This blog contains material I wrote and posted on between the years 2005 and 2011 only. It does not contain any new material. For newer writing, please check my main blog (Bill the Butcher).

Wednesday, 28 November 2012

The Last Days Of The Dollar

From January 2008:

I’ve never sat in an economics classroom, but some things I think ought to be self evident.
Suppose you work hard to earn money, which you invest in buying gold. Then imagine, when your money is all in gold, the price of gold begins to drop – and drop. What would you do? Stand by and watch your savings melt away? No, you’d sell that gold while it was still possible to sell it and invest it all in something else, right?
This is common sense.
For some reason, though, common sense seems lacking in the professional economists who seem to rule our world these days.
I mean, it’s not as if the US dollar hasn’t been sliding steadily for a year or more now and shows no signs of halting its slide. What this means is that the foreign exchange reserves of nations and corporations are also, in real terms, depreciating steadily – if, that is, they hold their reserves in dollars.
All these days they didn’t really have a choice. Nobody holds foreign exchange in the form of, say, Thai ringgits or Ghanaian cedis. Therefore the countries of the world had no choice but to buy up US dollars, keep the value of the currency high, and indirectly subsidise the enormously, indeed criminally, wasteful American lifestyle. But that’s about to change.   
In the first place, there is now an alternative – the Euro. In the analogy I mentioned, one would have to hold on to gold if everything is also depreciating or if everything is uncertain in value. But if, say platinum, is stable in value, it would make sense to dump gold and buy platinum, right? And it would make sense to do this before everybody got the same idea and the tipping point came when everyone began dumping gold on the market and prices crashed through the floor.
Sooner or later, this is going to happen. Nations or corporations, no one enjoys seeing their savings devalued. They will begin decreasing dollar holdings in favour of Euros or maybe even Chinese yuan. More dollars in the market means lowered prices for the dollar. This happens when anything, be it biscuits or tomatoes, floods the market. Prices crash. Sooner or later, panic selling begins and the prices fall so low it is no longer attractive to keep the material on the market. I can see this coming for the dollar. Why it hasn’t yet is something I intend to discuss in a moment.
It’s not as if the US doesn’t see the danger of this tipping point. Among Saddam Hussein’s many sins was that he shifted Iraq’s foreign exchange reserves from the dollar to the Euro. Unforgivable. But the US’ military power can’t exactly overawe anyone any more. It’s stuck in Iraq and Afghanistan, and unable to muster the resources to invade Iran. Economically it’s being challenged by RussiaChina, andEurope. It’s got its back to the ropes.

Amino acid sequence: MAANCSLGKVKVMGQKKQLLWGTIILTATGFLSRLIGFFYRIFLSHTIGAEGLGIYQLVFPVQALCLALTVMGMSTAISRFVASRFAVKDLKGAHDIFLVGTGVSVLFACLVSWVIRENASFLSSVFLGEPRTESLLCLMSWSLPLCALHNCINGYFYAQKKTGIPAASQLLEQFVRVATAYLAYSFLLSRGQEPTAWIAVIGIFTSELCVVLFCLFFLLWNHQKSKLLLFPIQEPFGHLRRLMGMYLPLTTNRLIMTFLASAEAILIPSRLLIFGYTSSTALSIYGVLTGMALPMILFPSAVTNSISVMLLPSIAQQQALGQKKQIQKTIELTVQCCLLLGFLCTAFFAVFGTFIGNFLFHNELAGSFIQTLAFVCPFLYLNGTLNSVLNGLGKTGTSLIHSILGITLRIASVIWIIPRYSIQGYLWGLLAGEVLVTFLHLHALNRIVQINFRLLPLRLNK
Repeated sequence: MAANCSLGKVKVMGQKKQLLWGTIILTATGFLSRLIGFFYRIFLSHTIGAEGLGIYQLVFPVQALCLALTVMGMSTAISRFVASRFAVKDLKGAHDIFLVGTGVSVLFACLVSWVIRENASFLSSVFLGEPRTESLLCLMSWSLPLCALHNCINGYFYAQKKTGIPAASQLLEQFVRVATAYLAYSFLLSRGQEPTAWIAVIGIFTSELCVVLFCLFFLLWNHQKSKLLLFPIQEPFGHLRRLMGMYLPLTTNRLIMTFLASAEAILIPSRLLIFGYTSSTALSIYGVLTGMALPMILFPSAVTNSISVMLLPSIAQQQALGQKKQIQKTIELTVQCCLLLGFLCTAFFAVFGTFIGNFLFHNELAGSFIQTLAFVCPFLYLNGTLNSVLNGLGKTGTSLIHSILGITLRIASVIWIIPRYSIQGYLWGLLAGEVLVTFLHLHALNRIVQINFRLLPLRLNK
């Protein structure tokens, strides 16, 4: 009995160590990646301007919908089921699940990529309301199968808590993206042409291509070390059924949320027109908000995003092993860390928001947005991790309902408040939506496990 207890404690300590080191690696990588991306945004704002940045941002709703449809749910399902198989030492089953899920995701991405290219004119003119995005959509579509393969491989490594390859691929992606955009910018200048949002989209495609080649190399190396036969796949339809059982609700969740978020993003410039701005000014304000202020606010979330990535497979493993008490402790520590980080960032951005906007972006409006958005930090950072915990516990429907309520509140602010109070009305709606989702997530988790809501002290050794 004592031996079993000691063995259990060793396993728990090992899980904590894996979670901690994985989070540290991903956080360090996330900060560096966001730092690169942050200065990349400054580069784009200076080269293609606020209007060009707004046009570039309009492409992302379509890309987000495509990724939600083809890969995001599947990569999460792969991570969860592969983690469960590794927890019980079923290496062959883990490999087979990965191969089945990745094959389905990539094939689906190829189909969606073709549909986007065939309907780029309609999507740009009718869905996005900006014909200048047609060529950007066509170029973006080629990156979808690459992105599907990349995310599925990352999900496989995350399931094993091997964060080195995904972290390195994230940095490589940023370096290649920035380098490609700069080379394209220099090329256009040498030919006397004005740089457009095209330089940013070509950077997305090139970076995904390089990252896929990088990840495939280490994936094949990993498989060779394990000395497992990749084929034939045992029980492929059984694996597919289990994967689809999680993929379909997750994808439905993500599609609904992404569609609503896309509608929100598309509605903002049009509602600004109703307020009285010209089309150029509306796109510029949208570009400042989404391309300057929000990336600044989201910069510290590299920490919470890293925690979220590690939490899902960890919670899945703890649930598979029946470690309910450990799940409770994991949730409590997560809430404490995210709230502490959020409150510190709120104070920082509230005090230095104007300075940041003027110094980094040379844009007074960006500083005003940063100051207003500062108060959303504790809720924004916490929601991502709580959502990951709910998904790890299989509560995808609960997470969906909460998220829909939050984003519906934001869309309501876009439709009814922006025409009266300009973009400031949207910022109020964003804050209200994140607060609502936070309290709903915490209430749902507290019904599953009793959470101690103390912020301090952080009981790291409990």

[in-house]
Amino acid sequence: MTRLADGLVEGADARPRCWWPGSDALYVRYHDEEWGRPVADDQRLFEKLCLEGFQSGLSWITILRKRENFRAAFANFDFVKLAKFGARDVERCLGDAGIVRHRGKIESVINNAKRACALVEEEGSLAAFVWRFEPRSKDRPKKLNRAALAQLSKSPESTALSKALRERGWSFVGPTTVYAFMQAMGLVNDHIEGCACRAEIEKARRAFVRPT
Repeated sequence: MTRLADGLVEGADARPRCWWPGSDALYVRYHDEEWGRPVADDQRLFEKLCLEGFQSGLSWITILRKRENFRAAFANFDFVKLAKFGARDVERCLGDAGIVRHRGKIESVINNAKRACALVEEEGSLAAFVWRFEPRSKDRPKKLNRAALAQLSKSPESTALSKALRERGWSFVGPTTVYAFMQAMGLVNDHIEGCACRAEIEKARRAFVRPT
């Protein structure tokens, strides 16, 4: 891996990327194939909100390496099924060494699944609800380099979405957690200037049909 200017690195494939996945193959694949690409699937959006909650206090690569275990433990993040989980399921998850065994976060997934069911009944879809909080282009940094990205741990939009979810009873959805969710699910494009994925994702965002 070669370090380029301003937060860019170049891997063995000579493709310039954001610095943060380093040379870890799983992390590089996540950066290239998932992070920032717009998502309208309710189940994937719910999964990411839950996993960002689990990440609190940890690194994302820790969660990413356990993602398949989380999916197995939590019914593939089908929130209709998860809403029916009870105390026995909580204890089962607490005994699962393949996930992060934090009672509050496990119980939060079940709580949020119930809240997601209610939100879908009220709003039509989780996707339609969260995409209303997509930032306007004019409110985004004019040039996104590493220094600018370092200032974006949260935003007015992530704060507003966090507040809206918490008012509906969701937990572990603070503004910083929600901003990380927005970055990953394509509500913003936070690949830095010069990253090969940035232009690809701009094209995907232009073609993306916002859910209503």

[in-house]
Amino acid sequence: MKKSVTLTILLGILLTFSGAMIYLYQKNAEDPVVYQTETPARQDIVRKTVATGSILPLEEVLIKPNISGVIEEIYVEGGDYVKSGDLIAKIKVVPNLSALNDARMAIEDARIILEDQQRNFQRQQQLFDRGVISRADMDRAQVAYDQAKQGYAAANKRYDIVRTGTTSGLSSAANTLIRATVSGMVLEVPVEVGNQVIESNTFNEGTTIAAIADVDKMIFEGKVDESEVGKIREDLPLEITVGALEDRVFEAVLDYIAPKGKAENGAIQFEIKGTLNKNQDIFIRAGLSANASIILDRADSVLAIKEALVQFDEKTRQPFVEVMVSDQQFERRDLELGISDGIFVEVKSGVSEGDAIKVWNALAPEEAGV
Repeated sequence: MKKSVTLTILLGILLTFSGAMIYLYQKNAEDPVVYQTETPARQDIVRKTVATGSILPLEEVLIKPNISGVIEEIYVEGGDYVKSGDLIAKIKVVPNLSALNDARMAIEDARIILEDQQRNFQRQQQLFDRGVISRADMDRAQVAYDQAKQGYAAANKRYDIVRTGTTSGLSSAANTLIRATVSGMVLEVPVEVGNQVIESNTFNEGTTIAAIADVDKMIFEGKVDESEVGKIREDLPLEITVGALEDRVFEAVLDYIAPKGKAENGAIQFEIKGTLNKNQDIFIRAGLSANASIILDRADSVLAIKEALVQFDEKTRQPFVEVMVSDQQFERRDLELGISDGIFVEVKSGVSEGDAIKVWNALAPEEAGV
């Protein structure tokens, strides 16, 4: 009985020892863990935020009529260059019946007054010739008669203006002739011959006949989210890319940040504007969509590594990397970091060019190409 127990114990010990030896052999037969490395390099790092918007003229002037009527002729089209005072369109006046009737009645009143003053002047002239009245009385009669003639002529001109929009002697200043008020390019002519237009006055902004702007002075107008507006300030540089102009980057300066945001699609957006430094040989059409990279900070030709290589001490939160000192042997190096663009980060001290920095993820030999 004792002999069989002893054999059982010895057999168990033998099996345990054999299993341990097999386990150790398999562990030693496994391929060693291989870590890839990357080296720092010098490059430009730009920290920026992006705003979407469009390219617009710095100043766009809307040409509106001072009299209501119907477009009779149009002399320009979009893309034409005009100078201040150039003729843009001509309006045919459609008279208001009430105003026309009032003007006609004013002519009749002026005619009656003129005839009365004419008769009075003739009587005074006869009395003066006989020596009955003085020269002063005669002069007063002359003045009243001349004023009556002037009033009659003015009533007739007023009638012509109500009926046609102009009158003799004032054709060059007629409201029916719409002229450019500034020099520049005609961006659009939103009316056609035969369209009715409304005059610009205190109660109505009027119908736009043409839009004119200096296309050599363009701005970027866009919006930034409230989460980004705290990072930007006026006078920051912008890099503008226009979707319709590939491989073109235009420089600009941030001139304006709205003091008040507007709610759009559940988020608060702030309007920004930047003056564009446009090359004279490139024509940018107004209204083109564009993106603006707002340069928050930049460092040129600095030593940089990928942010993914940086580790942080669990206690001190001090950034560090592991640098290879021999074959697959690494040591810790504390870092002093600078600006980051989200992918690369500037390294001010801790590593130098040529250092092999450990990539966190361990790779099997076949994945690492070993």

The problem is that if you wish to be a global hegemon you have to be able to pay for the privilege or force others to pay for it. The US can’t pay for it and increasingly the other nations don’t want to. The invasion of Iraq hasn’t yielded the promised oil bonanza; it’s turned instead into an economic sinkhole. Afghanistan is dangerous and unstable; the pipelines from Central Asia haven’t materialised to turn the economic screws on Russia and subsidise more imperial adventures abroad. It’s all very well to cut taxes for the rich. But even a child can tell you that when you spend more than the pocket money you get you end up in an untenable position unless you can get an assured source of funds, if only by nicking from your mom’s purse. Running a deficit economy is like fooling all of the people all of the time. If you can’t extort money from abroad, you can’t do it.
Maybe the slide hasn’t yet come because they’re waiting for the next presidential elections in the US to throw up an administration with a bit of sense, which will reverse the policies of the Bush regime, but even if that happens (most unlikely I think, the corporations own the candidates) it’s not going to bring the dollar back up.
There are people hoping the US is going to go back to being the boom economy of the nineties, but that’s not going to happen. It’s not going to happen for several reasons. The first is the fact that resources are running out. You can’t keep raping the earth for ever so as to live in uxorious comfort. Not only are you going to run short of the resources necessary, your helots – the people who hew your wood and draw your water, in other words the producers of what you consume, are going to get rich enough to demand a similar quality of life – which is going to reduce your available resources even further.
Then, the environment. Even the US will have to admit that something has to be done very urgently about the environment if the world is to continue to be able to support human life. Environmental policies cost money, a lot of money, which is why nations like India and Chinarefuse to let them come in the way of “economic growth”. With environmental concerns as well, the US is never going to be the huge consumer of yore again. It can’t. Which means that countries like Indiaand China had better look to find some way of surviving without serving the US market.
Since the tipping point of the dollar is coming, and will probably arrive within the next few months, you’d think the Indian government, run by an economist, would see the writing on the wall and shift to Euros. Nothing doing. I don’t know why, unless it is to please the Bush regime. Hara kiri to oblige someone who is on the way out anyway has never seemed to me common sense.
But when did politicians have any sort of sense, common or otherwise?   

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